Park rangers working in national parks across the country are to be upgraded to paramilitary workers, 10 years after moves to privatise parks began.
Environment minister Hadiza Mailafia this week inaugurated a committee to steer the commercialisation of national parks, saying it was an "important milestone" in a privatisation process that started over a decade ago.
National parks are listed in the privatisation act of 1991.
The committee was first constituted by the National Council on Privatisation four years ago.
Director-General of Bureau for Public Enterprises Bolanle Onagoruwa said a reform of national parks should critically consider introducing public-private partnerships into ecotourism in parks.
The committee is to first review and update Nigeria's existing policies on forestry, wildlife and ecotourism.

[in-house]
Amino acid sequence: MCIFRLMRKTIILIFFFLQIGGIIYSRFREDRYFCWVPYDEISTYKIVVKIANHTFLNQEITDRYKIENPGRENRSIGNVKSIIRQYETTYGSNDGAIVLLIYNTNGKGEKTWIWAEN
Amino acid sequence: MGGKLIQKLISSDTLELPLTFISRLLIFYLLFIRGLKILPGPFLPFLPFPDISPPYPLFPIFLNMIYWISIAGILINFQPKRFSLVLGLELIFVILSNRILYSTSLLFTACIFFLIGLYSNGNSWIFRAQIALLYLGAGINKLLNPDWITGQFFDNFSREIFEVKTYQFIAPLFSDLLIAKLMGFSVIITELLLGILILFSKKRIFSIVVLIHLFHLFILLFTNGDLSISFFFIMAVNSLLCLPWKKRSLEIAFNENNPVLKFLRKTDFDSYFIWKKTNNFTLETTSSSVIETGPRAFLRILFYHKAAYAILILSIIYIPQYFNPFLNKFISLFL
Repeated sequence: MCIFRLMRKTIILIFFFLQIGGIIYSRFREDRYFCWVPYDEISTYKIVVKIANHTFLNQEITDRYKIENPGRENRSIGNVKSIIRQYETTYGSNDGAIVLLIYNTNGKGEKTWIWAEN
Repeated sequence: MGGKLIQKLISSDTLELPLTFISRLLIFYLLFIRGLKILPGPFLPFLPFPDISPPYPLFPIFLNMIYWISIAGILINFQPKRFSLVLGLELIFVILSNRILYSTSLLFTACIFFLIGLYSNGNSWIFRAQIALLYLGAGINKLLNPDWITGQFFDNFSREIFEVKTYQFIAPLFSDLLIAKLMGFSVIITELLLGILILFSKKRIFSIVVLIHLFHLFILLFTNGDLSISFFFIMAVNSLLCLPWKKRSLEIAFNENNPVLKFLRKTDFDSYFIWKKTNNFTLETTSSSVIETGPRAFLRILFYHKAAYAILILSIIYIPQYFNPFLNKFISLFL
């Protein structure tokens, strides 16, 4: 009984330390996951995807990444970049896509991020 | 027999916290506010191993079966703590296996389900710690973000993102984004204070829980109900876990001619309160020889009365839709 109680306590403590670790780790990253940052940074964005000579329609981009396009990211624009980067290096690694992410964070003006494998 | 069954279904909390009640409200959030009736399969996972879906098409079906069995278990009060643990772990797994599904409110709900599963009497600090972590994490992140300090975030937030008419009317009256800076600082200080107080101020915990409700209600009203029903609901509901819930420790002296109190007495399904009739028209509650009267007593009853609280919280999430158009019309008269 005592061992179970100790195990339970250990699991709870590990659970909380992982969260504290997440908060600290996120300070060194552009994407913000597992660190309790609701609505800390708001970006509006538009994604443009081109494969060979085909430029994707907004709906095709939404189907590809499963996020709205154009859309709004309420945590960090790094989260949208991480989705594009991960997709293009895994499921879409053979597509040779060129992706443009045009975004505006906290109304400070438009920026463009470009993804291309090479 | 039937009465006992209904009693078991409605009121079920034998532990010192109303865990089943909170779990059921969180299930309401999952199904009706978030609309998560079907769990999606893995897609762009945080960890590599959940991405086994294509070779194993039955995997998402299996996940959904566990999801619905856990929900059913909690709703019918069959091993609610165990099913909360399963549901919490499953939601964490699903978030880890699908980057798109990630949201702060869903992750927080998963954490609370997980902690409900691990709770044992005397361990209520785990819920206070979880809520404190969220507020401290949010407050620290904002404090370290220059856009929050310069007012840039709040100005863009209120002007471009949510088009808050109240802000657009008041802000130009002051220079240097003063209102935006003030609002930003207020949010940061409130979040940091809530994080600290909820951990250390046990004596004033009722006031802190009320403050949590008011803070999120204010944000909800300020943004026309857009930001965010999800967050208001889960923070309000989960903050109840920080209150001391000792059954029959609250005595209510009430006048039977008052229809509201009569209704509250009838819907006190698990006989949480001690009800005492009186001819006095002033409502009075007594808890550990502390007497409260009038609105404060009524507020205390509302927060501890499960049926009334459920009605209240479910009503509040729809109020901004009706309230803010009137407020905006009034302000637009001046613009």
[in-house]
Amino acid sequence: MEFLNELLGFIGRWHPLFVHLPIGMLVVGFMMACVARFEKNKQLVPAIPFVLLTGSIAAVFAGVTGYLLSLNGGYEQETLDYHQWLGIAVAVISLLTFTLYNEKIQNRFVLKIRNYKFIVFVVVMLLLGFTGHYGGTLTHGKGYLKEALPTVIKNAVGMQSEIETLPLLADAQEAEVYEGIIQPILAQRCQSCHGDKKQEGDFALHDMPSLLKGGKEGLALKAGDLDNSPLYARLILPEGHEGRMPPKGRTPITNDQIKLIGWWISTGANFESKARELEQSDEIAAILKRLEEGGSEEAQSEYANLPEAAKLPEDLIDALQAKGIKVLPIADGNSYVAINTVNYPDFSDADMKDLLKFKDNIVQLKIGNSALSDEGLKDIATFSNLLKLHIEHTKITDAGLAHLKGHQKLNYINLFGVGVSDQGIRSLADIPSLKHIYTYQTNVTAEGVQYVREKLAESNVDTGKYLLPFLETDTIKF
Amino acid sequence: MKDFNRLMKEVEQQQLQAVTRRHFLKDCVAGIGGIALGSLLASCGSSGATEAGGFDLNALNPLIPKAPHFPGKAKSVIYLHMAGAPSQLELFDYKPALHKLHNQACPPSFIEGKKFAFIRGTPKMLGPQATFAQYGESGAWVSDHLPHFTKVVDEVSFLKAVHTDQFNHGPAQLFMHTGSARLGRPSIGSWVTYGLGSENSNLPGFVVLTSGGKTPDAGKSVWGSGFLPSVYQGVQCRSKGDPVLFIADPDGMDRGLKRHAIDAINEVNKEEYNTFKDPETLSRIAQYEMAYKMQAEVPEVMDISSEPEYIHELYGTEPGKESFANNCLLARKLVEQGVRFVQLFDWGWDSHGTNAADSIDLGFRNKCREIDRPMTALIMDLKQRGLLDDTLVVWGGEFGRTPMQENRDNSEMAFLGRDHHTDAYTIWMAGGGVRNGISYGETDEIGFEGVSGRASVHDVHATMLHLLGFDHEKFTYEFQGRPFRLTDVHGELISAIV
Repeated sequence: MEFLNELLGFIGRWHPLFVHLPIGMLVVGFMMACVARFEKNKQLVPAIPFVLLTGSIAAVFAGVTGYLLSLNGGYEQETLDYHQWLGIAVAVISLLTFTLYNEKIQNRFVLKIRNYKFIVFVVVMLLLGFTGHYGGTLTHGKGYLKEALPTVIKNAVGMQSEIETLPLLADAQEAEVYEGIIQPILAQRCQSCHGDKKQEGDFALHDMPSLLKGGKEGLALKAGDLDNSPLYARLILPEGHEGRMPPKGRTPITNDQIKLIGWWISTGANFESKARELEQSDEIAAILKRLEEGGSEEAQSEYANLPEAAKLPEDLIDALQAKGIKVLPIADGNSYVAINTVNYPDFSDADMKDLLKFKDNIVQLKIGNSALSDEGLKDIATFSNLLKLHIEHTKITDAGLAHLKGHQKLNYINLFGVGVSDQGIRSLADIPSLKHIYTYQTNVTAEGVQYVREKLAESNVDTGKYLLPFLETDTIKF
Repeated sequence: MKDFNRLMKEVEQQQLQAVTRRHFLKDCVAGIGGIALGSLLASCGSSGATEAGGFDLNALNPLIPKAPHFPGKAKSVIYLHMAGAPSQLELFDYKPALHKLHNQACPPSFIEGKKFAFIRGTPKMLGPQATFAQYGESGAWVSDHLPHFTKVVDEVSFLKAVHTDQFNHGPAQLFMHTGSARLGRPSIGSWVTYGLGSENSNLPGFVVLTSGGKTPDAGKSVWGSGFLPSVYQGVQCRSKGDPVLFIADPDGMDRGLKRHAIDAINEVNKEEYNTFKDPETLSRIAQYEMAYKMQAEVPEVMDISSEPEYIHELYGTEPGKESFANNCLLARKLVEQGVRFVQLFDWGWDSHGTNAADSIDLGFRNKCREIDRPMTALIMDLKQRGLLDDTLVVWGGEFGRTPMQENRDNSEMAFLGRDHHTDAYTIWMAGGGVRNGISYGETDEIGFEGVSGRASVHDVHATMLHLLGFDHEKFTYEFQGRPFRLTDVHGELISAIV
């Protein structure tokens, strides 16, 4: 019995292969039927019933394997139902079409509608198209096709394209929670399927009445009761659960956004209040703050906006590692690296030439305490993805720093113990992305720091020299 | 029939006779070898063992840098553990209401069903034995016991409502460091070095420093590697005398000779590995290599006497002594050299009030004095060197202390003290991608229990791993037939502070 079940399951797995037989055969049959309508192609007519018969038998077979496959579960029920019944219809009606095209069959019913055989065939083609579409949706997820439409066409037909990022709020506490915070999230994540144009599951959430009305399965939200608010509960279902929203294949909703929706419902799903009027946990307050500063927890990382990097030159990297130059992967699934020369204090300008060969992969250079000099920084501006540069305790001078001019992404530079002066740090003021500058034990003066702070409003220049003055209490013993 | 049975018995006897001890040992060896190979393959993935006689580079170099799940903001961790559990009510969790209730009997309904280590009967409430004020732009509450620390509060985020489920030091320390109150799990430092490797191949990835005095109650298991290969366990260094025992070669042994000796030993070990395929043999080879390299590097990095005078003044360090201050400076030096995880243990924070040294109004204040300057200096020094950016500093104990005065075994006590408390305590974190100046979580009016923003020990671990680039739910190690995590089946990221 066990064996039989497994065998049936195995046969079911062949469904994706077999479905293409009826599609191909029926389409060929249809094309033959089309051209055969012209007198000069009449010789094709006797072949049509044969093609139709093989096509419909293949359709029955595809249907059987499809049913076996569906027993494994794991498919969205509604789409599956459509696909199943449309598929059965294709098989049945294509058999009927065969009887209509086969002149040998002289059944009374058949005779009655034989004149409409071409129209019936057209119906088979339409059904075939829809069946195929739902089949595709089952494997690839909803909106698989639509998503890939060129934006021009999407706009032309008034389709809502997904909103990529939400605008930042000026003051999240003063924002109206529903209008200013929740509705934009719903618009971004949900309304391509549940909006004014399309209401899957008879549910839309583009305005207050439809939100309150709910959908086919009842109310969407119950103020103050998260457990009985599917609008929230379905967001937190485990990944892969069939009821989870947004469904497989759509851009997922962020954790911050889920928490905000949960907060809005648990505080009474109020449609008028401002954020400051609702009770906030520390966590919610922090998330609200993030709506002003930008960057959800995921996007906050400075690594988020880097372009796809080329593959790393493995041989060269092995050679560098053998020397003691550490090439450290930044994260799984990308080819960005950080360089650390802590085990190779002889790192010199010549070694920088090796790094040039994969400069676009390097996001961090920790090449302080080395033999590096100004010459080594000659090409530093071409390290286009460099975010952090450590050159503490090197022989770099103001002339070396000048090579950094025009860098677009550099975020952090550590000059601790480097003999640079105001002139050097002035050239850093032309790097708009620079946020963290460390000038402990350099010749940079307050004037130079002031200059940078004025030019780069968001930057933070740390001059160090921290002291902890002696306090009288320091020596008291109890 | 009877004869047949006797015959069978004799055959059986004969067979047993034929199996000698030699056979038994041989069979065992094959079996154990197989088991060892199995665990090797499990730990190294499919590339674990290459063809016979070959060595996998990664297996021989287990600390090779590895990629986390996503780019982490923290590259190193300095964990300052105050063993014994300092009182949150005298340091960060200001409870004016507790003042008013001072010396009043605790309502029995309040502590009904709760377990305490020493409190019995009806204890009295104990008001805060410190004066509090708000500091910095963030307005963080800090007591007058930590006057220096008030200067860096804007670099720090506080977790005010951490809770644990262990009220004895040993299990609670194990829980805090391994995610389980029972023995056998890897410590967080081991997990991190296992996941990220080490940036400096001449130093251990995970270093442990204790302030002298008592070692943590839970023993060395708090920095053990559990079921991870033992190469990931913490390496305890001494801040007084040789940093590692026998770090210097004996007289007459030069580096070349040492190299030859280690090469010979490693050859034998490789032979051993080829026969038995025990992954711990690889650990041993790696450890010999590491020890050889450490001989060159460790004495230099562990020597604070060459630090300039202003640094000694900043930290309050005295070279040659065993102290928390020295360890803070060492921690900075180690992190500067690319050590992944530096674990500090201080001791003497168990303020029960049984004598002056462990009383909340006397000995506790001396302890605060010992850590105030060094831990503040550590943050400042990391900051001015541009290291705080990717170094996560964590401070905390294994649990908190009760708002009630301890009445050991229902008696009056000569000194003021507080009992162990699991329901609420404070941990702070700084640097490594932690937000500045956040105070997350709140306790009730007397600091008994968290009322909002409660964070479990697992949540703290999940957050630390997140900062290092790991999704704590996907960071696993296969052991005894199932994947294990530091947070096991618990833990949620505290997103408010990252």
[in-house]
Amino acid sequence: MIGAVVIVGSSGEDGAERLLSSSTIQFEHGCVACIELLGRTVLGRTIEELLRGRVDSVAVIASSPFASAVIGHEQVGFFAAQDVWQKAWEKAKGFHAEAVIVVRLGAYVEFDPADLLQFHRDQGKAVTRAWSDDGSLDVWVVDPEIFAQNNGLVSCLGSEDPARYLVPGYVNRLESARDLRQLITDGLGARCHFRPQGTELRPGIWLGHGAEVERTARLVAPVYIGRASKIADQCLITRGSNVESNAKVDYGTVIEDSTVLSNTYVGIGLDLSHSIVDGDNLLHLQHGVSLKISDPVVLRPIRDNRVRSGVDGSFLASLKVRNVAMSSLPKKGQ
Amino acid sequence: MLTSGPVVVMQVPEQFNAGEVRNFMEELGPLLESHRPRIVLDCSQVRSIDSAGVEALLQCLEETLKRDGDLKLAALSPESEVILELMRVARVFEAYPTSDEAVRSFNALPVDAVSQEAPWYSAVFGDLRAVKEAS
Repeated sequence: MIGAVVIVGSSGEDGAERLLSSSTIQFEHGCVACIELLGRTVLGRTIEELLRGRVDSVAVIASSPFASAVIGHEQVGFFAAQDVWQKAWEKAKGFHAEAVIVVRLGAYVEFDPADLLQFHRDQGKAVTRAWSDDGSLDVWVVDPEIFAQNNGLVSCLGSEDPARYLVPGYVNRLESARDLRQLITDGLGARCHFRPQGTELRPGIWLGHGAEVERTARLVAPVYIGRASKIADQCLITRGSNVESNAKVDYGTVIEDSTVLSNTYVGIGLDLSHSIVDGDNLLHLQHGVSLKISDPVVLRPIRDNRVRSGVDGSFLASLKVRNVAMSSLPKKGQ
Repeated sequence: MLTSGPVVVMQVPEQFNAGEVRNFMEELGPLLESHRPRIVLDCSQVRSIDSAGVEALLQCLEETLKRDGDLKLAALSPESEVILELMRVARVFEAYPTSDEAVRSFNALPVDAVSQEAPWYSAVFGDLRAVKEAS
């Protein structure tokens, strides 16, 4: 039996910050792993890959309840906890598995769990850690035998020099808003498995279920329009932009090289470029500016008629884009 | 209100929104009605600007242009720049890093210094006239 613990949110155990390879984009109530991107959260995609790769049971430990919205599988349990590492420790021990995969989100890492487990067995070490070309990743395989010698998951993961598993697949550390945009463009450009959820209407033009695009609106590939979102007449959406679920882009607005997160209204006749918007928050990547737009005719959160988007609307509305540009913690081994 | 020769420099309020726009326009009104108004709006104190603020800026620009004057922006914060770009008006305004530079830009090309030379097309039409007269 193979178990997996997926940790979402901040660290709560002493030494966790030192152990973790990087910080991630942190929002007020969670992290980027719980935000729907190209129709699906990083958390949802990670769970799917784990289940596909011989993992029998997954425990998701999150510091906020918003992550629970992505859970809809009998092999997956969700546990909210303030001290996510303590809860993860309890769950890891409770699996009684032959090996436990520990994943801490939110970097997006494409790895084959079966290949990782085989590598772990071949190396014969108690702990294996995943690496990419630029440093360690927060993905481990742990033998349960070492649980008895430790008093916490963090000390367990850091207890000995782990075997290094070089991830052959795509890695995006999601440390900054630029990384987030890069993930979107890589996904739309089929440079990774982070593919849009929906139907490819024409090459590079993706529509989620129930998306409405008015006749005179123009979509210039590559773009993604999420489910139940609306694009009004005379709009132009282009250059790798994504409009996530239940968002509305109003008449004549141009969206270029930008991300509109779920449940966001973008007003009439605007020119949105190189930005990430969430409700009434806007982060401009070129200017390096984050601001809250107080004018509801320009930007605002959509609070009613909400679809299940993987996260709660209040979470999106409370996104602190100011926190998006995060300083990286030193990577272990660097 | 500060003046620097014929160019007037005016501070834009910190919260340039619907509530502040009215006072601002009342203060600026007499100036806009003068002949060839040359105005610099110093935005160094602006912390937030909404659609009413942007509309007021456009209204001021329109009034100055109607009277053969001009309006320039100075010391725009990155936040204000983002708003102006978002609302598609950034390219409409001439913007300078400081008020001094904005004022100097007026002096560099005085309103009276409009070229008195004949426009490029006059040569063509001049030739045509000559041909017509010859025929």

It will also draw up new policies to conserve and protect parks, according to its terms of reference, and set out the role of national park service in the commercialisation process.
Regulation and legal framework governing the service also come under review.
Mailafia defended the committee's membership as being deliberately designed to articulate a "framework that would ensure active participation of communities' stakeholders in the sustainable management of the parks."
Parks are faced with problems of inadequate and poor infrastructure, land use conflict, low capacity and security.
But Mailafia urged for policies to encourage biodiversity conservation, which, she said, provides the main attraction in the national parks rather than concentrate all efforts on the commercialization of the park.